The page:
'€œThe majority of the Indonesian middle class still relies on time deposits as a choice of investment instrument. Only when the middle class starts to earn a bigger chunk of disposable income and has sufficient financial literacy do they start to consider investing their money in riskier capital market investments [like mutual funds or shares].'€

His assertion implies that the current presence of wealth management products on the market offers potential to grow their wealth, because these products provide various types of lucrative investment instruments and advisory services.

Wealth management advisory services are important because they help new capital investors gain better insight into the products before picking the best investment type for them, he added.

In general, wealth management services target the affluent, or the middle-upper socioeconomic bracket. Banks use different yardsticks to define their target market.

Citibank, for example, comes with Citigold wealth management service targeting the affluent, defined as individuals with minimum investible assets of $100,000.

The service offers a round-the-clock consultation service with the bank'€™s relationship managers, allowing customers to constantly monitor the market trends and potential effects on the profitability of their investments.

'€œBasically, our relationship managers assist customers in growing their money through the most suitable investment instrument by understanding three things: their financial goals, time horizon and risk appetite,'€ Citibank wealth management head and senior vice president Ivan Jaya said.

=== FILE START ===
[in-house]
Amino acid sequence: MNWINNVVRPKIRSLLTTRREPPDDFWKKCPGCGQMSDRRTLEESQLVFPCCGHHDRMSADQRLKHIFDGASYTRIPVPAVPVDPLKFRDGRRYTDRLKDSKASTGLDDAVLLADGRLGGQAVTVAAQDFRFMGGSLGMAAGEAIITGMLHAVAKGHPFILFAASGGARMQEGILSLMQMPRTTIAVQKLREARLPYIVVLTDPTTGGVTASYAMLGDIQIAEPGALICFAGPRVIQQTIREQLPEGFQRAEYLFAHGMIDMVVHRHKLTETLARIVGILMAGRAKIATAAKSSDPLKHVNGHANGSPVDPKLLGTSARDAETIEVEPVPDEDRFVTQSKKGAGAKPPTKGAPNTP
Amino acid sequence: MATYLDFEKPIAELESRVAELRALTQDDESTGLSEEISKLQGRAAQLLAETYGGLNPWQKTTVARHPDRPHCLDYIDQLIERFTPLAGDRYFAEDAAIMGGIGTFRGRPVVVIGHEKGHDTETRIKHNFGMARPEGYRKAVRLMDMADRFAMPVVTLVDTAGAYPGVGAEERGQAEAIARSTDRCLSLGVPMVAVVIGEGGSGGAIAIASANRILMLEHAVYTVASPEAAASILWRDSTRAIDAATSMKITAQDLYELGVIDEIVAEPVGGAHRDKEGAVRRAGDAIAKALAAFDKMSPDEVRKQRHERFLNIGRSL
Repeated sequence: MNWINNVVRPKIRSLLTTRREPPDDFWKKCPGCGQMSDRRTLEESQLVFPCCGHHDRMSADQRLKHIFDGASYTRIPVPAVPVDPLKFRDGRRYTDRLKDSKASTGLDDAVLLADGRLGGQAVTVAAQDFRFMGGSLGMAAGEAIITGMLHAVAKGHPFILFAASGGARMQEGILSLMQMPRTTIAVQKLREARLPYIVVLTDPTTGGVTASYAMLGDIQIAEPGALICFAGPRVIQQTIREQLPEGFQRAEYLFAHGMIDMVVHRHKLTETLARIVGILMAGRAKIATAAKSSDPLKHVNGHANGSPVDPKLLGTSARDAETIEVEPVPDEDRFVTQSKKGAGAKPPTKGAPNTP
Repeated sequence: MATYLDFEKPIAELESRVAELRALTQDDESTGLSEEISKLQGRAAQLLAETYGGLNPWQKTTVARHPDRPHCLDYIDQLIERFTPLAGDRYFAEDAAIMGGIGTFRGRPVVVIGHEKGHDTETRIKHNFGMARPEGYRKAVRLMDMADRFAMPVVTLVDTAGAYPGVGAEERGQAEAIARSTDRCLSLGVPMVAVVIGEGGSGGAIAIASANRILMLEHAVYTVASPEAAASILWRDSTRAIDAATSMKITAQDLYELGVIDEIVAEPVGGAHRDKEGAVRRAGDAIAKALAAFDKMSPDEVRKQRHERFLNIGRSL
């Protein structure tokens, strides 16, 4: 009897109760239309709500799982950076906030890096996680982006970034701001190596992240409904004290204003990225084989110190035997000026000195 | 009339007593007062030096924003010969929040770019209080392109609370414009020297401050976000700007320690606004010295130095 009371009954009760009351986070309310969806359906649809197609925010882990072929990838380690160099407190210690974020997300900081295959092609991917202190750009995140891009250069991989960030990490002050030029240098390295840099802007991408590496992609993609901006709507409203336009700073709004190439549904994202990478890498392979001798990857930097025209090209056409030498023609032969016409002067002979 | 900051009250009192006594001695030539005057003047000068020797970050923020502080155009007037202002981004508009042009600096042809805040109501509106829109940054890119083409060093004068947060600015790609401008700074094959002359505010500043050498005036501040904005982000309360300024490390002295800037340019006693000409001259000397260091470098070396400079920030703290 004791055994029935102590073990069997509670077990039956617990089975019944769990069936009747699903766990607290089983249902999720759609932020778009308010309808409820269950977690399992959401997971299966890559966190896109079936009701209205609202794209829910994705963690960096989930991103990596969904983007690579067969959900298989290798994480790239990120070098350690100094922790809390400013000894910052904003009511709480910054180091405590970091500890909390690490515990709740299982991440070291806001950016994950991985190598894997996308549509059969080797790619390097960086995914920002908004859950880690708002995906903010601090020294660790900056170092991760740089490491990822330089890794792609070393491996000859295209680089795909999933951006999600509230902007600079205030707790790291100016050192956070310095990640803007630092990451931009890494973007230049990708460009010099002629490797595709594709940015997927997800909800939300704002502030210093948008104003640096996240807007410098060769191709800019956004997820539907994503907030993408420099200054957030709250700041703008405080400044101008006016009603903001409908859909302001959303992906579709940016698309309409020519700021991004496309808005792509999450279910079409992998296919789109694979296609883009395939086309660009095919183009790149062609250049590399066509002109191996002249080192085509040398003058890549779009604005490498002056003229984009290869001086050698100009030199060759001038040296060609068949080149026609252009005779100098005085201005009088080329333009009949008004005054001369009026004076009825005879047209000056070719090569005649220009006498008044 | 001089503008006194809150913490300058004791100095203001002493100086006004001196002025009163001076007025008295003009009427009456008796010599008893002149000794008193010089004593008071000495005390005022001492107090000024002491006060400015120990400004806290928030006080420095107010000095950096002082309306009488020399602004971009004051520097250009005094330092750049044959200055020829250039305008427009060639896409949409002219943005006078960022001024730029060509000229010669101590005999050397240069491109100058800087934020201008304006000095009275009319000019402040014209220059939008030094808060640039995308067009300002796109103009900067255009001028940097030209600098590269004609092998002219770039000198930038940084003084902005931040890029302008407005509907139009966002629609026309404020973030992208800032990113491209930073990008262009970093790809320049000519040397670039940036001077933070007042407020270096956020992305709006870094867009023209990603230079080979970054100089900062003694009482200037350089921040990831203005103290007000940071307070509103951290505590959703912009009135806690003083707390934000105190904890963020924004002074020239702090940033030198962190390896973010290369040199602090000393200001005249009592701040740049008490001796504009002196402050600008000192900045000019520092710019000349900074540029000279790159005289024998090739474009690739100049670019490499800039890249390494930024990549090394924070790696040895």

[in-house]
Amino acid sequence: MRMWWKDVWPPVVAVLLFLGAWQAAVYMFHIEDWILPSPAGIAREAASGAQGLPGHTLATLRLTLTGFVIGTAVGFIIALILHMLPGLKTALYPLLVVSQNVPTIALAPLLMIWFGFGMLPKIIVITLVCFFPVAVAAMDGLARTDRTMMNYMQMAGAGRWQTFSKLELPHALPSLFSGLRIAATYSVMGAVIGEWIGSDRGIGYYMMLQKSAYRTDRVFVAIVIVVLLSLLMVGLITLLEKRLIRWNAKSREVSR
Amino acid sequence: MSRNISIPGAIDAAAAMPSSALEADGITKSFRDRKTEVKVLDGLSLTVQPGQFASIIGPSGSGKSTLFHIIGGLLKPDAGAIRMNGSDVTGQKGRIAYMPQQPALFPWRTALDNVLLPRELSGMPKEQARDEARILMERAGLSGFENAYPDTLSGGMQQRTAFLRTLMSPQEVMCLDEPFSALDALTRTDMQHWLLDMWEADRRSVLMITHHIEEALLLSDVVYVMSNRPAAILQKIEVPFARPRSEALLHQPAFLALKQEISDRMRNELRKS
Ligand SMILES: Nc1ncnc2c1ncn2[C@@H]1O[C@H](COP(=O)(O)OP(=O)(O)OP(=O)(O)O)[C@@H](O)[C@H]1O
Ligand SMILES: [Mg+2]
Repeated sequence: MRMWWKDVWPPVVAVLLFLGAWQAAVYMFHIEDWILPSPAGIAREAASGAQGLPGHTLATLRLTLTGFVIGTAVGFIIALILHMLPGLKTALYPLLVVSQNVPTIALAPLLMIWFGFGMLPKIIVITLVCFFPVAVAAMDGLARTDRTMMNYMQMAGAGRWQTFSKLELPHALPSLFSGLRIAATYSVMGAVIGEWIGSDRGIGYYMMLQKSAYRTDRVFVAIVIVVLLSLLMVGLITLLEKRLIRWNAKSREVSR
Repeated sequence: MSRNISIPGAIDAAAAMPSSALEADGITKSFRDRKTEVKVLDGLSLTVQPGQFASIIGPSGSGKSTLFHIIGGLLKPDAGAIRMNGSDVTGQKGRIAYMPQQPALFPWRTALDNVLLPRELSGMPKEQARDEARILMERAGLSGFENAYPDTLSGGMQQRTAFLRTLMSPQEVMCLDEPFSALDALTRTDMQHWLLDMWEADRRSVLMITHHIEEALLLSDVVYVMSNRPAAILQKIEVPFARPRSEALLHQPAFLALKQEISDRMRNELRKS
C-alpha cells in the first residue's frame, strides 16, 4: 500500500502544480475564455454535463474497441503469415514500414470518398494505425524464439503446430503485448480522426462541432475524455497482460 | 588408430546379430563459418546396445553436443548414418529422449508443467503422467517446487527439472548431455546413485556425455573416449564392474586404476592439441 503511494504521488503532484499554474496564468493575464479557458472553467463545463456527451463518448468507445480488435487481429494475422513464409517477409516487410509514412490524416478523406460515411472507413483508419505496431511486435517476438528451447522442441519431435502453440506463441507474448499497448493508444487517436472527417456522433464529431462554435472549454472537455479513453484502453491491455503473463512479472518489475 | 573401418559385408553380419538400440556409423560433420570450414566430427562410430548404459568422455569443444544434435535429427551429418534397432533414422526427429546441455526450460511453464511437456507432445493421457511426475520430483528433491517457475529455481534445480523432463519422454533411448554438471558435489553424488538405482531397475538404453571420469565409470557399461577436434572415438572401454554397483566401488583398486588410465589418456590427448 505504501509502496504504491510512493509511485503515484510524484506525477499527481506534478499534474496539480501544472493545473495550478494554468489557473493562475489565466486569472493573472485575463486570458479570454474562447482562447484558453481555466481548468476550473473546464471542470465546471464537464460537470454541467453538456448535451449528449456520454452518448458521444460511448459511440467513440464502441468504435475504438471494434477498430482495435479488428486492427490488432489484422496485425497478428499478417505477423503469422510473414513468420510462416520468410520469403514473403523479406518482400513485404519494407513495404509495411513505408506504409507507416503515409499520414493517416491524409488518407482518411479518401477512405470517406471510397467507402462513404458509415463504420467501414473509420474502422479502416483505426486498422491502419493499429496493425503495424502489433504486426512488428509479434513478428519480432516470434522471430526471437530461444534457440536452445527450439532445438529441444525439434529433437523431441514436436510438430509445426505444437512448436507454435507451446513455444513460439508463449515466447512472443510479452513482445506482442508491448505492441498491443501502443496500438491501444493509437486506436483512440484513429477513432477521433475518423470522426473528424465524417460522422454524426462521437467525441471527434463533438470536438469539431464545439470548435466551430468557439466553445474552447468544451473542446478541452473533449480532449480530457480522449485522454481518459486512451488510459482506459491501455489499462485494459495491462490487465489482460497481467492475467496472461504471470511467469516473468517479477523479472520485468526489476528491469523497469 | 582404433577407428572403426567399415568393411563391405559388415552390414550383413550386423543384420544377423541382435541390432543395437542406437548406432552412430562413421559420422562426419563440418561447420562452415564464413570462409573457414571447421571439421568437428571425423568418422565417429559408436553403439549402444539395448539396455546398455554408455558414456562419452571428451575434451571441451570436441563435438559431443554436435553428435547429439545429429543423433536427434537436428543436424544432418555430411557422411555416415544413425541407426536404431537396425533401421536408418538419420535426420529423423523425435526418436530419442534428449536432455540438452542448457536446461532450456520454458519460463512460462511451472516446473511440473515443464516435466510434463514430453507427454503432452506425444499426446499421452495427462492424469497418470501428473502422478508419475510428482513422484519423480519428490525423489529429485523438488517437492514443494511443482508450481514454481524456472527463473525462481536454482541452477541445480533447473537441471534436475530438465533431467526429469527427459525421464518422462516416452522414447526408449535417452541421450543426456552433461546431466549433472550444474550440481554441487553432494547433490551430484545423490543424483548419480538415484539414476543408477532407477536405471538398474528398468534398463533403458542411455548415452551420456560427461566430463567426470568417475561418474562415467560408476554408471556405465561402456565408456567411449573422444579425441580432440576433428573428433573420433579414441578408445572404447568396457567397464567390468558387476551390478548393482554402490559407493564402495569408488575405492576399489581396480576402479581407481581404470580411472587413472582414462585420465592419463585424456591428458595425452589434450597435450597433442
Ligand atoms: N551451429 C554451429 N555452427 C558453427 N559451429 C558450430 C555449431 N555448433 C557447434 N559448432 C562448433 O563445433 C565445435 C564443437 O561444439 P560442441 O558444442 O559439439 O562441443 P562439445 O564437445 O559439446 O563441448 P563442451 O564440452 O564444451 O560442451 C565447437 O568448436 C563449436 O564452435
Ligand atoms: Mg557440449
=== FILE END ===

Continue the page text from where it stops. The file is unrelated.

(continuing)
Meanwhile, Bank Internasional Indonesia (BII) provides a wealth management service called the BII Platinum Access.

The service offers customers educational seminars with competent speakers from their respective fields as well as personal consultations with the bank'€™s financial planners to help them determine the instrument and direction of their capital market investments, explained Stefanus Willy Sukianto, BII wealth management, segment strategy and e-channel division head.

A customer needs to have a minimum average deposit of Rp 1 billion to apply for the service. The money has to be invested in the form of a third-party fund.

More banks are now outdoing each other presenting their wealth management services. PaninBank is one example. The bank offers a similar service called the Panin Asset Management, recommended for those interested in mutual funds.

Strict regulation needed


In line with the growth of affluent people interested to grow their money in the capital market, Eric said that OJK needed to devise a strict regulation to protect capital market investors.

'€œI have to acknowledge that there are a lot of fraudulent investments out there. If the wealth management service providers and the customers have a lack of understanding in the capital market, they might become the victim of fraudulent investments . Therefore, the OJK needs to devise a mechanism that governs the regulation in order to protect investors.'€  (Sebastian Partogi)